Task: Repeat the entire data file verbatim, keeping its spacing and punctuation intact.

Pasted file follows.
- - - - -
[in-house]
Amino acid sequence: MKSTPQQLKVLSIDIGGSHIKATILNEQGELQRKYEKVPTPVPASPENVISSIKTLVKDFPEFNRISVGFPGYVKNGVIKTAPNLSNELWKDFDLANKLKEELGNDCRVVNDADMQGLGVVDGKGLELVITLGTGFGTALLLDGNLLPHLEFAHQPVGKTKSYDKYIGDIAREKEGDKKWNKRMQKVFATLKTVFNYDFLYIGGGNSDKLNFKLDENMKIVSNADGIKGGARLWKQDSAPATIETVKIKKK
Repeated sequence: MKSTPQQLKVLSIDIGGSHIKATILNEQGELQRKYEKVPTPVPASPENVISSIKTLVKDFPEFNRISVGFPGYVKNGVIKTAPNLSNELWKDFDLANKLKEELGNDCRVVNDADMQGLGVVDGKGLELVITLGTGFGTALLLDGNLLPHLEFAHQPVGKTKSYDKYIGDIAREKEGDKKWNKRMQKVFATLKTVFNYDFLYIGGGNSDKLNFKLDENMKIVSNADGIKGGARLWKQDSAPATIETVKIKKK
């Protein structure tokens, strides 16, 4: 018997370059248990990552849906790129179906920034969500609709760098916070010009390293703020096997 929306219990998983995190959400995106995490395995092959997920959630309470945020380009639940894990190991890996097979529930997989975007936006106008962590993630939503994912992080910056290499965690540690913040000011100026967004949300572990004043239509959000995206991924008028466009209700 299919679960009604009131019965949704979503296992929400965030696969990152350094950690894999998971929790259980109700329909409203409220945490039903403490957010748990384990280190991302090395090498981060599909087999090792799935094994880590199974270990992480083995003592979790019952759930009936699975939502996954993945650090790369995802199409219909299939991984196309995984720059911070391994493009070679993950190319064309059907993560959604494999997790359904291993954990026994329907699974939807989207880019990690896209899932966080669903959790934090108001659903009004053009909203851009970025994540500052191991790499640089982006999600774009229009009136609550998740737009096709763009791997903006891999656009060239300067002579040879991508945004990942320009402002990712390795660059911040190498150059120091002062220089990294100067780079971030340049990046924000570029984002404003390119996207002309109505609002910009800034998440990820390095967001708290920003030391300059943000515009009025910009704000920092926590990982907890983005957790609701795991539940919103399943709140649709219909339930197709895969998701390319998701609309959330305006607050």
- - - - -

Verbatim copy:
[in-house]
Amino acid sequence: MKSTPQQLKVLSIDIGGSHIKATILNEQGELQRKYEKVPTPVPASPENVISSIKTLVKDFPEFNRISVGFPGYVKNGVIKTAPNLSNELWKDFDLANKLKEELGNDCRVVNDADMQGLGVVDGKGLELVITLGTGFGTALLLDGNLLPHLEFAHQPVGKTKSYDKYIGDIAREKEGDKKWNKRMQKVFATLKTVFNYDFLYIGGGNSDKLNFKLDENMKIVSNADGIKGGARLWKQDSAPATIETVKIKKK
Repeated sequence: MKSTPQQLKVLSIDIGGSHIKATILNEQGELQRKYEKVPTPVPASPENVISSIKTLVKDFPEFNRISVGFPGYVKNGVIKTAPNLSNELWKDFDLANKLKEELGNDCRVVNDADMQGLGVVDGKGLELVITLGTGFGTALLLDGNLLPHLEFAHQPVGKTKSYDKYIGDIAREKEGDKKWNKRMQKVFATLKTVFNYDFLYIGGGNSDKLNFKLDENMKIVSNADGIKGGARLWKQDSAPATIETVKIKKK
């Protein structure tokens, strides 16, 4: 018997370059248990990552849906790129179906920034969500609709760098916070010009390293703020096997 929306219990998983995190959400995106995490395995092959997920959630309470945020380009639940894990190991890996097979529930997989975007936006106008962590993630939503994912992080910056290499965690540690913040000011100026967004949300572990004043239509959000995206991924008028466009209700 299919679960009604009131019965949704979503296992929400965030696969990152350094950690894999998971929790259980109700329909409203409220945490039903403490957010748990384990280190991302090395090498981060599909087999090792799935094994880590199974270990992480083995003592979790019952759930009936699975939502996954993945650090790369995802199409219909299939991984196309995984720059911070391994493009070679993950190319064309059907993560959604494999997790359904291993954990026994329907699974939807989207880019990690896209899932966080669903959790934090108001659903009004053009909203851009970025994540500052191991790499640089982006999600774009229009009136609550998740737009096709763009791997903006891999656009060239300067002579040879991508945004990942320009402002990712390795660059911040190498150059120091002062220089990294100067780079971030340049990046924000570029984002404003390119996207002309109505609002910009800034998440990820390095967001708290920003030391300059943000515009009025910009704000920092926590990982907890983005957790609701795991539940919103399943709140649709219909339930197709895969998701390319998701609309959330305006607050």